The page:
Classifications based on AI is possible with computer vision and a training set of things like doors and columns and walls. Perhaps we can build AI-assisted classification, yes.

For your convenience, @gester, I have attached some screenshots showing the type of modeling that you are looking for. These tools are part of Blender’s Archipack, created by Stephen Leger, who has done some amazing work, and allows for parametric architectural modeling, where walls know they have layers, windows know they have hosts, and so on.

The scene below was modeled in … well, perhaps a minute. And yes, the diagonal cladding is parametric, and creates holes for openings. The stair is, of course, also parametric. The floor boards, also, are parametric. The little kitchen cabinet is a drag-and-drop library part.

As you can see, it is very easy to plug these “parametric” shapes, as well as any custom modeled shape (or pretty much anything - generated, using visual programming like Sverchok, the Blender equivalent of Grasshopper, or anything you can imagine) into IFC data, and export into IFC. At the end of the day, it is just geometry.

See this test export I was playing with:

I think there is opportunity to create a tighter integration with Stephen’s work and some of the IFC stuff I am doing to make it even simpler for users in the future.

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Update time:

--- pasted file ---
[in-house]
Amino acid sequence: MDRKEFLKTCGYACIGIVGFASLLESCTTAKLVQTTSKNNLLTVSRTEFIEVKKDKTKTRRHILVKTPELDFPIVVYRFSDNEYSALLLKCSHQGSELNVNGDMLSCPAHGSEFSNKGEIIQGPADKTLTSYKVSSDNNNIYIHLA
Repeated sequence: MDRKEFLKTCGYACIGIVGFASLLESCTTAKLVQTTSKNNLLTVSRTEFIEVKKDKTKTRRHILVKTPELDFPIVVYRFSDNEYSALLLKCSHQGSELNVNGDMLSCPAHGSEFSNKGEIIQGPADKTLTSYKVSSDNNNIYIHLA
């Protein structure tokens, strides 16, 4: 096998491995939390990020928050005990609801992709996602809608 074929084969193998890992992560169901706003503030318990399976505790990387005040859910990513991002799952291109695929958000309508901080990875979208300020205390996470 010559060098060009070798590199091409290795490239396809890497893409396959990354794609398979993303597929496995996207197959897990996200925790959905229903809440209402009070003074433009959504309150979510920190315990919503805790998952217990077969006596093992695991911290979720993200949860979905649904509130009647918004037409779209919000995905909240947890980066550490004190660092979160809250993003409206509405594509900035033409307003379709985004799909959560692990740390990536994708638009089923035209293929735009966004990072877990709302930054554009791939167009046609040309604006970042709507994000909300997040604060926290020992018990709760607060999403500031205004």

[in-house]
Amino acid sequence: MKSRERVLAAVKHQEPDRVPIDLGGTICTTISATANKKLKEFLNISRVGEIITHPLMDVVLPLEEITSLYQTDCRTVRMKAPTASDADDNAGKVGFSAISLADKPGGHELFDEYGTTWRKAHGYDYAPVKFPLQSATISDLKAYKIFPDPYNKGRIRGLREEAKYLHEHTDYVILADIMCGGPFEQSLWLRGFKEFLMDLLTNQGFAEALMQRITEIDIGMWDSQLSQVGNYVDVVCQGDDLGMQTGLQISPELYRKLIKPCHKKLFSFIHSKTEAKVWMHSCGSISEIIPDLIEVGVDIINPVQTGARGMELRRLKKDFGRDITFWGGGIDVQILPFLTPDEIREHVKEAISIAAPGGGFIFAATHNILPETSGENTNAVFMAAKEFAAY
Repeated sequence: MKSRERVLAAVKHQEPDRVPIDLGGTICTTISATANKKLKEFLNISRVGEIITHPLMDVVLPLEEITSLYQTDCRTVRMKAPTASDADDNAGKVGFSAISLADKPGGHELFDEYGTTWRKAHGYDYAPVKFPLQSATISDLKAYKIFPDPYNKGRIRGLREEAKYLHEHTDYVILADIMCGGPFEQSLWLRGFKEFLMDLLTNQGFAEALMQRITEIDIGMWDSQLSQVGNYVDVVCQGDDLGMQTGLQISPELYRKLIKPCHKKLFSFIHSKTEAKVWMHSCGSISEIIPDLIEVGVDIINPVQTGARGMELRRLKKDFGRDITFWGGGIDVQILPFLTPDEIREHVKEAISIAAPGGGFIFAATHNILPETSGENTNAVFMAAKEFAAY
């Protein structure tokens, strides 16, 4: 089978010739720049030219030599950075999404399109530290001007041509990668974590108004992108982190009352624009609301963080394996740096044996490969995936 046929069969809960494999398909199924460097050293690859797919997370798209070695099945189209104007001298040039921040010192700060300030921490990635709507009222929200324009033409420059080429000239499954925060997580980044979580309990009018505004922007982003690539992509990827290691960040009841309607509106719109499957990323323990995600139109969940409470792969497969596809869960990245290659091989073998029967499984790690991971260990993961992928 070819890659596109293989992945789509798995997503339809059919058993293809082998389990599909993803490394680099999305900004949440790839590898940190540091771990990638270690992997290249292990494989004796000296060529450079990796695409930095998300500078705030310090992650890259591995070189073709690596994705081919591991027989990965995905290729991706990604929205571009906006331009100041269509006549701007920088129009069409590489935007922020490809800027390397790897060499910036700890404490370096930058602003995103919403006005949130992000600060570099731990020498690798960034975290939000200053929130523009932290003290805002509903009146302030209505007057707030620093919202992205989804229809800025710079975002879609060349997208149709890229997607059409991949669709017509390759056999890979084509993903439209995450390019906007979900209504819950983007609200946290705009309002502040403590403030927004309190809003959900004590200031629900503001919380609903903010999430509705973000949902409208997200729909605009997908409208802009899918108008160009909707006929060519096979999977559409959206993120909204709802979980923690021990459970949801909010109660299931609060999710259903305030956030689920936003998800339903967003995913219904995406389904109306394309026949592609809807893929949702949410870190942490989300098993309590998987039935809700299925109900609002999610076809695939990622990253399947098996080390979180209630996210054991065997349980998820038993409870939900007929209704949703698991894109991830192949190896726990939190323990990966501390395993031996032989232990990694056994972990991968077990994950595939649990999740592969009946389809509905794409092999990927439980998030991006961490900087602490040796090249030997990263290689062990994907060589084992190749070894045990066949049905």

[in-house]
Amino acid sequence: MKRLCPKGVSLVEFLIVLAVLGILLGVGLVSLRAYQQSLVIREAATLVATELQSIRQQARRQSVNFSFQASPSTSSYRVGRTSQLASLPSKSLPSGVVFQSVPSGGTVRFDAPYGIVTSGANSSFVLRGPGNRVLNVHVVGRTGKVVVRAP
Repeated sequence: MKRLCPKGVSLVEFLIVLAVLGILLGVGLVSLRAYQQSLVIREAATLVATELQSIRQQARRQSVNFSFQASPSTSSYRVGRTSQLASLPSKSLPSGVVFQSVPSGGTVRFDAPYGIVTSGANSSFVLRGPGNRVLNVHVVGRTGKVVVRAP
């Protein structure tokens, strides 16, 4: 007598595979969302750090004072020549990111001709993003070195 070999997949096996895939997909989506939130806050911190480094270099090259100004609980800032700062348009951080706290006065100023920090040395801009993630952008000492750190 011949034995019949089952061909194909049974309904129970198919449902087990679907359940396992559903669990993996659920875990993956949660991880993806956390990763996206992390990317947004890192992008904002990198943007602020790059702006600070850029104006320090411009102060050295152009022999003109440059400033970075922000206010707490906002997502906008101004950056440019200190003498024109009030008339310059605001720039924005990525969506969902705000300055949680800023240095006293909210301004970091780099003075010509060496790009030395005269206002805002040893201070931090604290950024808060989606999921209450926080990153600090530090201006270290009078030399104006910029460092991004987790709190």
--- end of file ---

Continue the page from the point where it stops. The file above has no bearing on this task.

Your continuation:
• You can now select objects by GlobalId
  • New basic UI for georeferencing data
  • Custom psets are now supported - it can also support complex data types and you can load in your own pset templates too!
  • New UI for adding in attributes, with drop down selection of possible attributes taken from the spec. Now everyone can easily add attributes!
  • New UI for adding / removing property sets (and you can set them in bulk!)
  • New quick project setup button to add site / building / storeys.
  • Bugfixes for importing, assigning classes, and roundtripping geometry with Revit (Revit seems to expect normalised direction vectors, even though the IFC spec doesn’t require this)
  • Now supports assigning surface colours directly to object representations via styled items, as well as assigning surface colours via materials - and as the user, you have the choice which way you want to do it. To my knowledge no other BIM authoring tool supports this feature!
  • New BIMTester tool is now packaged and available for Windows. It audits your BIM file to customised rules, and generates HTML reports!
  • New UI to explicitly assign how swept solids are represented, to make it easy to round trip with Revit.
  • New UI to assign externally defined materials - more on how this allows people to create incredibly detailed CG rendering workflows soon!